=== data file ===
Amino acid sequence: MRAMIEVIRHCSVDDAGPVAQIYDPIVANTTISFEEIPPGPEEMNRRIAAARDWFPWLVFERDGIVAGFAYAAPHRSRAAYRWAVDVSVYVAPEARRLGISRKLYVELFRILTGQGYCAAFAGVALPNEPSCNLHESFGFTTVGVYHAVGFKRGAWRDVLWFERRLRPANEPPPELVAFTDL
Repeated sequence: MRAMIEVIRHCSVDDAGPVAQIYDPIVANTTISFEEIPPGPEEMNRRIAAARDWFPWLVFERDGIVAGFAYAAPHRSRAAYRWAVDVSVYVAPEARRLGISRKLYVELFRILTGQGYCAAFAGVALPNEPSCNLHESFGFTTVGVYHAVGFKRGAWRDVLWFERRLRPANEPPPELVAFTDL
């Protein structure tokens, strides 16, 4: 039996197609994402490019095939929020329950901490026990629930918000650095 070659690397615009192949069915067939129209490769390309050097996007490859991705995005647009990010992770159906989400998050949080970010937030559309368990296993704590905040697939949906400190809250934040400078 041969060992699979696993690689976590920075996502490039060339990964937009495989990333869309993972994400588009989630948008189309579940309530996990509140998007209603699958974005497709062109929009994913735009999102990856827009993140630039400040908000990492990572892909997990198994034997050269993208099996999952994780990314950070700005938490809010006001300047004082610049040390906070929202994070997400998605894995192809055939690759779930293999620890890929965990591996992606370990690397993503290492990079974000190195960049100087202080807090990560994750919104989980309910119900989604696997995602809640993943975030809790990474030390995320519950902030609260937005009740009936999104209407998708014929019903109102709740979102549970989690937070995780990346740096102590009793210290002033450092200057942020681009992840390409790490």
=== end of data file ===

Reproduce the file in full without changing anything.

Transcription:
Amino acid sequence: MRAMIEVIRHCSVDDAGPVAQIYDPIVANTTISFEEIPPGPEEMNRRIAAARDWFPWLVFERDGIVAGFAYAAPHRSRAAYRWAVDVSVYVAPEARRLGISRKLYVELFRILTGQGYCAAFAGVALPNEPSCNLHESFGFTTVGVYHAVGFKRGAWRDVLWFERRLRPANEPPPELVAFTDL
Repeated sequence: MRAMIEVIRHCSVDDAGPVAQIYDPIVANTTISFEEIPPGPEEMNRRIAAARDWFPWLVFERDGIVAGFAYAAPHRSRAAYRWAVDVSVYVAPEARRLGISRKLYVELFRILTGQGYCAAFAGVALPNEPSCNLHESFGFTTVGVYHAVGFKRGAWRDVLWFERRLRPANEPPPELVAFTDL
């Protein structure tokens, strides 16, 4: 039996197609994402490019095939929020329950901490026990629930918000650095 070659690397615009192949069915067939129209490769390309050097996007490859991705995005647009990010992770159906989400998050949080970010937030559309368990296993704590905040697939949906400190809250934040400078 041969060992699979696993690689976590920075996502490039060339990964937009495989990333869309993972994400588009989630948008189309579940309530996990509140998007209603699958974005497709062109929009994913735009999102990856827009993140630039400040908000990492990572892909997990198994034997050269993208099996999952994780990314950070700005938490809010006001300047004082610049040390906070929202994070997400998605894995192809055939690759779930293999620890890929965990591996992606370990690397993503290492990079974000190195960049100087202080807090990560994750919104989980309910119900989604696997995602809640993943975030809790990474030390995320519950902030609260937005009740009936999104209407998708014929019903109102709740979102549970989690937070995780990346740096102590009793210290002033450092200057942020681009992840390409790490």